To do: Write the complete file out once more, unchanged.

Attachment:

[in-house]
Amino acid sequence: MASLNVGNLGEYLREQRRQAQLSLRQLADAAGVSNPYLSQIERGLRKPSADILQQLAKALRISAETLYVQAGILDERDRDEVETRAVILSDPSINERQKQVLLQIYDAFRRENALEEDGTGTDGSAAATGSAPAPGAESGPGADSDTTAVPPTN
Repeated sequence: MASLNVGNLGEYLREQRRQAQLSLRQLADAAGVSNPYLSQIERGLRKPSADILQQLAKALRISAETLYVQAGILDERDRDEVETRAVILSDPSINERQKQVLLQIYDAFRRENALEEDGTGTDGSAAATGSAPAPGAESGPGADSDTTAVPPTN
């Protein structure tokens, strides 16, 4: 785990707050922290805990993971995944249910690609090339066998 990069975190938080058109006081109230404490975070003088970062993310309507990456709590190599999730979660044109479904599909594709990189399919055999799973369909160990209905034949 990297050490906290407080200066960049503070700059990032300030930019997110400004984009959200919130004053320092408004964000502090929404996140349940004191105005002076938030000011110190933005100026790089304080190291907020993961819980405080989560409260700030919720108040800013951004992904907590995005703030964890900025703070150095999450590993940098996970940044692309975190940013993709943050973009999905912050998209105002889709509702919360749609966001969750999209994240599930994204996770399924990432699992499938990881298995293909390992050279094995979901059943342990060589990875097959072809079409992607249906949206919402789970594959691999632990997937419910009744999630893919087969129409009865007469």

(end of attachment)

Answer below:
[in-house]
Amino acid sequence: MASLNVGNLGEYLREQRRQAQLSLRQLADAAGVSNPYLSQIERGLRKPSADILQQLAKALRISAETLYVQAGILDERDRDEVETRAVILSDPSINERQKQVLLQIYDAFRRENALEEDGTGTDGSAAATGSAPAPGAESGPGADSDTTAVPPTN
Repeated sequence: MASLNVGNLGEYLREQRRQAQLSLRQLADAAGVSNPYLSQIERGLRKPSADILQQLAKALRISAETLYVQAGILDERDRDEVETRAVILSDPSINERQKQVLLQIYDAFRRENALEEDGTGTDGSAAATGSAPAPGAESGPGADSDTTAVPPTN
């Protein structure tokens, strides 16, 4: 785990707050922290805990993971995944249910690609090339066998 990069975190938080058109006081109230404490975070003088970062993310309507990456709590190599999730979660044109479904599909594709990189399919055999799973369909160990209905034949 990297050490906290407080200066960049503070700059990032300030930019997110400004984009959200919130004053320092408004964000502090929404996140349940004191105005002076938030000011110190933005100026790089304080190291907020993961819980405080989560409260700030919720108040800013951004992904907590995005703030964890900025703070150095999450590993940098996970940044692309975190940013993709943050973009999905912050998209105002889709509702919360749609966001969750999209994240599930994204996770399924990432699992499938990881298995293909390992050279094995979901059943342990060589990875097959072809079409992607249906949206919402789970594959691999632990997937419910009744999630893919087969129409009865007469």